In an editorial that followed a four-part news series reviewing death penalty-eligible murder cases in Georgia between 1995 and 2004, the Atlanta Journal Constitution called on the state to abandon capital punishment because death sentences are often unfairly influenced by geography, a prosecutor’s personal politics, or the victim’s race. The paper also said that Georgia fails to meet minimum standards to ensure an accurate and fair capital punishment system, noting:

For criminal cases involving the most severe punishment that society can inflict, justice has never been blind. As we’re learning, it probably never can be.

But if society chooses to inflict death, it has an obligation to do so fairly. A death sentence should not be arbitrary and capricious, imposed on some but not on others who are guilty of even more heinous crimes.

And because a death sentence is absolute, it should be imposed only in cases where the person’s guilt is absolutely certain, and it should be imposed based on clear standards in the law, not on the human biases and prejudices that afflict all of us.

The death penalty as it is imposed here in Georgia does not meet those minimum standards.

For example:

• District attorneys in metro Atlanta counties such as DeKalb and Fulton routinely offer defendants in capital crimes the option of pleading guilty and facing life sentences without hope of parole.

But in similar cases elsewhere in the state, prosecutors seek and win death penalty sentences, making the punishment irrational.

“It would make as much sense just to execute every 10th or every 100th murderer [as] it would be to figure out the rhyme or reason for why we’re picking the ones to get the death penalty,” as Atlanta defense attorney Jack Martin noted.

• Race has played a role in the administration of justice in this country since its founding. That ugly and intractable dynamic is still evident today; according to a statistical analysis of more than a thousand cases, prosecutors in Georgia were twice as likely to seek the death penalty if the victim was white than if the victim was black. In the more specific category of murders carried out during an armed robbery, defendants were an astonishing six times as likely to face death sentences if the person they killed was white.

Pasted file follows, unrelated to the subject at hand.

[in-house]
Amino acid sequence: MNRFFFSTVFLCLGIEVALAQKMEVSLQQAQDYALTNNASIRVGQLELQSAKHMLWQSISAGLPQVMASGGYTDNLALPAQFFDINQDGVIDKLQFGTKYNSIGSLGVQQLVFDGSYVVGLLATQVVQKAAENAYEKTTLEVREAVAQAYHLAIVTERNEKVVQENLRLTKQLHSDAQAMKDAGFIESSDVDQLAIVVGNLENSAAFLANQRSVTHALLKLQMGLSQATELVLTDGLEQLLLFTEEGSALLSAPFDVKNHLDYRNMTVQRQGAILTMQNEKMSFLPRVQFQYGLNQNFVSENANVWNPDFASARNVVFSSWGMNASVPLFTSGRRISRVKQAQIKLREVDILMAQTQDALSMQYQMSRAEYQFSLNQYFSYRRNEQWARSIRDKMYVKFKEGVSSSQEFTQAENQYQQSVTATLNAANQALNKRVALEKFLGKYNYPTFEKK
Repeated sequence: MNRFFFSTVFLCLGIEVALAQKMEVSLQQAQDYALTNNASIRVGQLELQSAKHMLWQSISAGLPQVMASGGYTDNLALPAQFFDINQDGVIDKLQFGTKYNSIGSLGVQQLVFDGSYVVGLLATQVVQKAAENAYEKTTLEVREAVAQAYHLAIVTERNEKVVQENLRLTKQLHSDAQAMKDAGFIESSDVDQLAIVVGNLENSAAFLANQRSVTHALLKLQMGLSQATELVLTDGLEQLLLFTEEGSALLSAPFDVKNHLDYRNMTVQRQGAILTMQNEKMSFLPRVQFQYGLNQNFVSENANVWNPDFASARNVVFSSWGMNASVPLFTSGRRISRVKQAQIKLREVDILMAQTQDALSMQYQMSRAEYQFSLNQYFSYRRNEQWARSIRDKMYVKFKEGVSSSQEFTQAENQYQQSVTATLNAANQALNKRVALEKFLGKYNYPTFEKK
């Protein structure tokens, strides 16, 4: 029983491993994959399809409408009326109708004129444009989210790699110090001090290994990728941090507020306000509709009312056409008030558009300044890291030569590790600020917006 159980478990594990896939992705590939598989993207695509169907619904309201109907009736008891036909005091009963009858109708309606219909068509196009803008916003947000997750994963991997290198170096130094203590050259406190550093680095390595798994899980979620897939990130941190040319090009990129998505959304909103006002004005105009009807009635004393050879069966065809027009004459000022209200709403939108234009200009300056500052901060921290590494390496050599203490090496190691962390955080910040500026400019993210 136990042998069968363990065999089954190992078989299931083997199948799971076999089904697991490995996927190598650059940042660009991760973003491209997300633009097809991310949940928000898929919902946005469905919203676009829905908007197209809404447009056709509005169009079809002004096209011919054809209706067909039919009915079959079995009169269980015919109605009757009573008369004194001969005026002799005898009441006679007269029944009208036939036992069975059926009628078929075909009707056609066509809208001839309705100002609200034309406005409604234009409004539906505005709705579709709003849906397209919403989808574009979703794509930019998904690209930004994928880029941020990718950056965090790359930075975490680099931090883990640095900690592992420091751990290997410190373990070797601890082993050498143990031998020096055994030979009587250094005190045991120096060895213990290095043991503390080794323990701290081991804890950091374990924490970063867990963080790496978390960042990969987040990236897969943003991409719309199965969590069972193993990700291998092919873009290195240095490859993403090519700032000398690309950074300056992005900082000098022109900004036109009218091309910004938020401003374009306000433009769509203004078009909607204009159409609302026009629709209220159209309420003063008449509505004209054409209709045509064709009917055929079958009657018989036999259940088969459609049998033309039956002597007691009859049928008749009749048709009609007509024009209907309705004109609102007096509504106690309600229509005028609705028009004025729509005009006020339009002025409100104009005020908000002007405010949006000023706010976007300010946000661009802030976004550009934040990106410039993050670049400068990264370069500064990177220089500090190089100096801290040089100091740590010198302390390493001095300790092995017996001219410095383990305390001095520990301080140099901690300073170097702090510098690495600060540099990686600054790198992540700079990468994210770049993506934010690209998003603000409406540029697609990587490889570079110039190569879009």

• The Georgia Supreme Court has the responsibility to scrutinize death sentences to ensure the penalty is being applied uniformly statewide, based on precedents set in earlier cases. But former and sitting justices openly admit that their “proportionality reviews” have often been woefully sloppy and inaccurate.

In the vast majority of 159 such reviews undertaken since 1982, the justices have cited cases as precedent that had actually been dismissed, overturned or reversed on appeal, including some that had been overturned by the justices themselves. Only 14 of those 159 proportionality reviews cited no cases that had been reversed.

In 1972, citing evidence that the death penalty in Georgia was being applied in a similarly arbitrary manner, the U.S. Supreme Court threw out death-penalty laws here and in 39 other states as well. Since then, laws have been rewritten and processes and safeguards allegedly tightened, but to little apparent effect.

The difficulties of fairly, accurately and efficiently carrying out the death penalty in Georgia are further illustrated by two prominent cases in the news. The first involves Brian Nichols, charged in a sensational 2005 killing spree that left four people dead, including a judge, his court reporter, a sheriff’s deputy and a federal agent. The proceedings have been repeatedly delayed by controversy over the cost of Nichols’ state-appointed legal defense, which has now reached more than $1.8 million.

The multiple crimes alleged to have been committed by Nichols are at least as heinous as those that have put other people on Death Row. But even if Nichols is found guilty, at this point the odds of a death sentence being imposed and carried out against him appear pretty slim. If that assessment proves valid, it would add to the already overwhelming evidence of the arbitrary nature of the death penalty in Georgia.

The second Georgia case involves the fate of Troy Anthony Davis, who was convicted in 1991 of killing a Savannah police officer and has been sitting on death row ever since. Davis was convicted based exclusively on eyewitness testimony, which in other cases has proved notoriously unreliable, especially when no supporting physical evidence existed. For example, in cases in which DNA evidence has exonerated felons of crimes they did not commit, faulty eyewitness reports often turns out to have played a central role in the original conviction.

In the Davis case, the uncertain nature of eyewitness testimony is compounded by the fact that most of the prosecution witnesses have since recanted or contradicted their testimony naming Davis as the killer. Yet Davis was one day from execution before state officials agreed to a temporary stay to examine his case more carefully.

Georgia’s death penalty law can and should be updated to try to wring as much unfairness as possible from the system, but reform can never eradicate the possibility of error, and it can never remove human bias and prejudice from the process. Imposing the absolute penalty requires absolute justice, and in the absence of that, the death penalty ought to be abolished.

(Atlanta Journal Constitution, September 27, 2007). See Editorials, Innocence, and Race.